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News 20 Mar 13

Serbia Urged to Aid Threatened Savers in Cyprus

As Cyprus crisis worsens, secretary of Serbian banks association says Belgrade should compile a list of Serbian savers and help those most in need.

Tanjug, Blic
Belgrade

Veroljub Dugalic, from the Association of Serbian Banks, says Serbia should compile a list of its citizens with savings in Cypriot banks and offer them aid if their money is clean.

Belgrade should assist those who can explain where their money came from and why they kept it in Cyprus, he said.

Dugalic explained that by law, Serbian citizens are not allowed to keep savings in Cyprus unless they live or work in that country. 

So far, only the Serbian Tax Administration could have sought such data, but the Cypriot banks would have refused such requests as a trade secret.

“Now we have a good chance to say, ‘We are a humane country that wants to jump in and help,’” Dugalic told Pink television on March 19. 

Some estimates say that thousands of Serbs have money in Cyprus bank accounts.

According to the Serbian Business Register, 1,039 companies in Serbia are offshore companies registered in Cyprus. 

This, however, does not mean they keep their money on the island, as their money is mainly flowing in Serbia.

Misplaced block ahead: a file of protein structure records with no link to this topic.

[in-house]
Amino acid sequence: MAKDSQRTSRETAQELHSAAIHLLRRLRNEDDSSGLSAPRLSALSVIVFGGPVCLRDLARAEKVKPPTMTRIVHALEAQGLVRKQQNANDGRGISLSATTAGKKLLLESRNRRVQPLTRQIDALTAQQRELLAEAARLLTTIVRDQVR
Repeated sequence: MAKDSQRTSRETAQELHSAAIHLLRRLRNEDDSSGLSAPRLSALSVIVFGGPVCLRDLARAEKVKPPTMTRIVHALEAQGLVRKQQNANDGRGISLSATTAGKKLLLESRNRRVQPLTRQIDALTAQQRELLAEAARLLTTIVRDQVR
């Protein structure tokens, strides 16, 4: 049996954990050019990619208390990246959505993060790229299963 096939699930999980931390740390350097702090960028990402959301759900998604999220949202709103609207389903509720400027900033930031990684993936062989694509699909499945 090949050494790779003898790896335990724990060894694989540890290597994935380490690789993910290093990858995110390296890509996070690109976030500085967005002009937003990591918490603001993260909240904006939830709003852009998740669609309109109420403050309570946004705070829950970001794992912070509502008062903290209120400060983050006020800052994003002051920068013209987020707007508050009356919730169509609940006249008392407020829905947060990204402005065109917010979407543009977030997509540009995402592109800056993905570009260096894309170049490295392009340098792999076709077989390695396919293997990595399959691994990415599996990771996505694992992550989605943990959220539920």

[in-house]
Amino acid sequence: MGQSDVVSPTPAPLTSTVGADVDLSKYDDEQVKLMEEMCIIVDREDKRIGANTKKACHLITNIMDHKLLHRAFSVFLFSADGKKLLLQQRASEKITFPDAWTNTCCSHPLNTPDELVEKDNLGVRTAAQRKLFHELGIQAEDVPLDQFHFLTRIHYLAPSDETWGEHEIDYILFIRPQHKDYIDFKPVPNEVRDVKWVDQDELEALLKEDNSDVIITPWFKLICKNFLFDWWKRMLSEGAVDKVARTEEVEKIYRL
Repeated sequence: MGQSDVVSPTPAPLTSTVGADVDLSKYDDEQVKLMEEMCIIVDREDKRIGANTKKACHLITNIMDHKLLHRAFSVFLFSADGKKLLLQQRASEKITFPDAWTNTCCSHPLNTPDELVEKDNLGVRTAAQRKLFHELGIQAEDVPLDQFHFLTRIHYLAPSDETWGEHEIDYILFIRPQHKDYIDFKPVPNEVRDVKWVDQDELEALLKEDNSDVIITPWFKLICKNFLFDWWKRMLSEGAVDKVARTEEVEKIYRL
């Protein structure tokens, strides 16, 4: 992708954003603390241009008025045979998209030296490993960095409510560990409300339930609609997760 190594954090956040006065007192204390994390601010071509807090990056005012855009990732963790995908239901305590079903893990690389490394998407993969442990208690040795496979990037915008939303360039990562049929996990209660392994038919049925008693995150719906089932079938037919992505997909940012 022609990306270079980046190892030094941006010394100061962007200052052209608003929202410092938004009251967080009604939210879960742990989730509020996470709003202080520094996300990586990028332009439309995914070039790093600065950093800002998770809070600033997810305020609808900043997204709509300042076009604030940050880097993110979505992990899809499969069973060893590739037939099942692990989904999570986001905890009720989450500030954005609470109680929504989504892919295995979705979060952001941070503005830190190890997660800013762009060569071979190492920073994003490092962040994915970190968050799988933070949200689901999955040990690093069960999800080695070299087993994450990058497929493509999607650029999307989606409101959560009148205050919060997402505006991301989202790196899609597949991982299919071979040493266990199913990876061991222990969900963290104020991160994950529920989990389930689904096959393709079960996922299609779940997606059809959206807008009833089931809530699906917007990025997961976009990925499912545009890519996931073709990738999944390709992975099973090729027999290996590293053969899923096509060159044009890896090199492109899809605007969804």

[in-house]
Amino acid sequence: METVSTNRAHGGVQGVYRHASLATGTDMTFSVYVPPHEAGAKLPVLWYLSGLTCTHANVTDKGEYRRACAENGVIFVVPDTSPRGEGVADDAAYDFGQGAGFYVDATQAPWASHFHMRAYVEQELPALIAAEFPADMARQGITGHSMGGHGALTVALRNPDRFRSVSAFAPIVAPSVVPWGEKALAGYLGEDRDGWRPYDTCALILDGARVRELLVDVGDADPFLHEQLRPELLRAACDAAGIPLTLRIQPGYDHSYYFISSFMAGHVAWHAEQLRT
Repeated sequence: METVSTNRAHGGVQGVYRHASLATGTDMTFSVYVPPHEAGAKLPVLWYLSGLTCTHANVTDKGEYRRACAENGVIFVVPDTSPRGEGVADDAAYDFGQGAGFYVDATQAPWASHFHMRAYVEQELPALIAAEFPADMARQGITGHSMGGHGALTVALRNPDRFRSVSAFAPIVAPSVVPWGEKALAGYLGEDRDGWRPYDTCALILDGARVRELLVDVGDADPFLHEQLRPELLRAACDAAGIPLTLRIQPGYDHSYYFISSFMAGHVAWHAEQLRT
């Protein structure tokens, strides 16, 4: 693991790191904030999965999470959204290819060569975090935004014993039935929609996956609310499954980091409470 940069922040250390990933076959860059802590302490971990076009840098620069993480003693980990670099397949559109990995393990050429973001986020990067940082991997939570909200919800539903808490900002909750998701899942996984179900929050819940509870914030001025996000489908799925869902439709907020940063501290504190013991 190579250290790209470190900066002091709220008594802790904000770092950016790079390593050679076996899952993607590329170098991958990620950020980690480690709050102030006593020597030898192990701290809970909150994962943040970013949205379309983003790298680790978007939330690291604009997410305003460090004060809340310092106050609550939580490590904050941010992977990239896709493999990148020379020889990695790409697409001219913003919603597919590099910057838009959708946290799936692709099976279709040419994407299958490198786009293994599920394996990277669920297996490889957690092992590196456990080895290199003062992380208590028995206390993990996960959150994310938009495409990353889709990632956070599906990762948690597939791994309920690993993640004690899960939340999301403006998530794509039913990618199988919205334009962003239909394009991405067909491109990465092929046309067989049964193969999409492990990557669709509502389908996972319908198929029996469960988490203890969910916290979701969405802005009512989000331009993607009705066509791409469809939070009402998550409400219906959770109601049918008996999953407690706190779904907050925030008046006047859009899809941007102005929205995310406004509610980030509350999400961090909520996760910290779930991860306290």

However, Cyprus banks were widely used in the past by people close to the regime of former strongman Slobodan Milosevic, who illicitly pumped money from the state budget and kept it in Cyprus.

The Serbian media routinely claim that numerous tycoons keep their money in Cyprus. 

Cyprus banks, as well as stock exchange, have been closed since March 18, fearing a run on accounts.

This came after the Cyprus parliament rejected the terms of an EU and IMF bailout. 

This offered Nicosia a €10 billion bailout package if the country taxed bank deposits by up to almost 10 per cent in order to collect €5.8 billion .

The country’s banks were heavily exposed to the crisis in Greece and, according to EU finance ministers, two of the biggest banks could collapse without a bailout.

Before the vote, President Nicos Anastasiades urged all parties to support the proposal, saying Cyprus risked going bankrupt. 

Of about €68 billion deposited on Cyprus, 40 per cent is hold by foreigners, mainly Russians.

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